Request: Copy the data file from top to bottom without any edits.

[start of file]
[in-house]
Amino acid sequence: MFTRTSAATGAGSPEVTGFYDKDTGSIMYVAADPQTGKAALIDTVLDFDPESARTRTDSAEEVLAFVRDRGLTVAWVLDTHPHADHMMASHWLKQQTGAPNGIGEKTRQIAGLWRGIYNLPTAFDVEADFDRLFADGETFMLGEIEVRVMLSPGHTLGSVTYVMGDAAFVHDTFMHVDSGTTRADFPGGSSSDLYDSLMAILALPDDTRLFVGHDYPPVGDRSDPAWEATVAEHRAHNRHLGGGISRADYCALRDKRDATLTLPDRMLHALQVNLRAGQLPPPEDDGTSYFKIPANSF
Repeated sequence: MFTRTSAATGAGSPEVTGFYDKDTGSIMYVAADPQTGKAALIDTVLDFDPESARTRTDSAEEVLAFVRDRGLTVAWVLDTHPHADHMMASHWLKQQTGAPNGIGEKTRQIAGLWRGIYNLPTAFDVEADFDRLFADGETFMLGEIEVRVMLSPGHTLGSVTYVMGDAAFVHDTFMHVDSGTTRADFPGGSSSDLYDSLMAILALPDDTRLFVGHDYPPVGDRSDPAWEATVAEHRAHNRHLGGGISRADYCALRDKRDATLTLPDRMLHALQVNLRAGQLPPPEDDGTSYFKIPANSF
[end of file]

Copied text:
[in-house]
Amino acid sequence: MFTRTSAATGAGSPEVTGFYDKDTGSIMYVAADPQTGKAALIDTVLDFDPESARTRTDSAEEVLAFVRDRGLTVAWVLDTHPHADHMMASHWLKQQTGAPNGIGEKTRQIAGLWRGIYNLPTAFDVEADFDRLFADGETFMLGEIEVRVMLSPGHTLGSVTYVMGDAAFVHDTFMHVDSGTTRADFPGGSSSDLYDSLMAILALPDDTRLFVGHDYPPVGDRSDPAWEATVAEHRAHNRHLGGGISRADYCALRDKRDATLTLPDRMLHALQVNLRAGQLPPPEDDGTSYFKIPANSF
Repeated sequence: MFTRTSAATGAGSPEVTGFYDKDTGSIMYVAADPQTGKAALIDTVLDFDPESARTRTDSAEEVLAFVRDRGLTVAWVLDTHPHADHMMASHWLKQQTGAPNGIGEKTRQIAGLWRGIYNLPTAFDVEADFDRLFADGETFMLGEIEVRVMLSPGHTLGSVTYVMGDAAFVHDTFMHVDSGTTRADFPGGSSSDLYDSLMAILALPDDTRLFVGHDYPPVGDRSDPAWEATVAEHRAHNRHLGGGISRADYCALRDKRDATLTLPDRMLHALQVNLRAGQLPPPEDDGTSYFKIPANSF